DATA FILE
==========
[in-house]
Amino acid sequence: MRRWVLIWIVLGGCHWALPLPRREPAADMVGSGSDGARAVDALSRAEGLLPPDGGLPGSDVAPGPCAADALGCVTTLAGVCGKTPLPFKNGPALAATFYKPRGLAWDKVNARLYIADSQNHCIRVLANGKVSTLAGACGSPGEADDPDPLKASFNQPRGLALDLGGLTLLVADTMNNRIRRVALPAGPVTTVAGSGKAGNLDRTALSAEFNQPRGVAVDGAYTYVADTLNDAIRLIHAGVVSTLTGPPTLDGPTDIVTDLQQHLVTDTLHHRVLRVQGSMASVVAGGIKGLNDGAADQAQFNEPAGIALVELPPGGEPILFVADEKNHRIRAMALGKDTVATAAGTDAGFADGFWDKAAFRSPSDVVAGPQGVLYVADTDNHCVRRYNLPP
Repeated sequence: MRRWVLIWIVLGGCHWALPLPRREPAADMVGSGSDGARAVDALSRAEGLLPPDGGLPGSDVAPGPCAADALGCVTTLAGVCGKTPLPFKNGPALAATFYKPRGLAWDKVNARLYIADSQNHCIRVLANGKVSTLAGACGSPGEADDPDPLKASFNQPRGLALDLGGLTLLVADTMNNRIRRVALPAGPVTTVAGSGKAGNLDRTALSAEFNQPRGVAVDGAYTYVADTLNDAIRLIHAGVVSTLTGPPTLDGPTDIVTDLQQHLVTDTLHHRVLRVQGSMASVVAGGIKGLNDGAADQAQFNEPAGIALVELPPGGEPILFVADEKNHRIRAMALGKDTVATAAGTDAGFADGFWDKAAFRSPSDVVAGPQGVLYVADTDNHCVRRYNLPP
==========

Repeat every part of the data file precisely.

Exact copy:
[in-house]
Amino acid sequence: MRRWVLIWIVLGGCHWALPLPRREPAADMVGSGSDGARAVDALSRAEGLLPPDGGLPGSDVAPGPCAADALGCVTTLAGVCGKTPLPFKNGPALAATFYKPRGLAWDKVNARLYIADSQNHCIRVLANGKVSTLAGACGSPGEADDPDPLKASFNQPRGLALDLGGLTLLVADTMNNRIRRVALPAGPVTTVAGSGKAGNLDRTALSAEFNQPRGVAVDGAYTYVADTLNDAIRLIHAGVVSTLTGPPTLDGPTDIVTDLQQHLVTDTLHHRVLRVQGSMASVVAGGIKGLNDGAADQAQFNEPAGIALVELPPGGEPILFVADEKNHRIRAMALGKDTVATAAGTDAGFADGFWDKAAFRSPSDVVAGPQGVLYVADTDNHCVRRYNLPP
Repeated sequence: MRRWVLIWIVLGGCHWALPLPRREPAADMVGSGSDGARAVDALSRAEGLLPPDGGLPGSDVAPGPCAADALGCVTTLAGVCGKTPLPFKNGPALAATFYKPRGLAWDKVNARLYIADSQNHCIRVLANGKVSTLAGACGSPGEADDPDPLKASFNQPRGLALDLGGLTLLVADTMNNRIRRVALPAGPVTTVAGSGKAGNLDRTALSAEFNQPRGVAVDGAYTYVADTLNDAIRLIHAGVVSTLTGPPTLDGPTDIVTDLQQHLVTDTLHHRVLRVQGSMASVVAGGIKGLNDGAADQAQFNEPAGIALVELPPGGEPILFVADEKNHRIRAMALGKDTVATAAGTDAGFADGFWDKAAFRSPSDVVAGPQGVLYVADTDNHCVRRYNLPP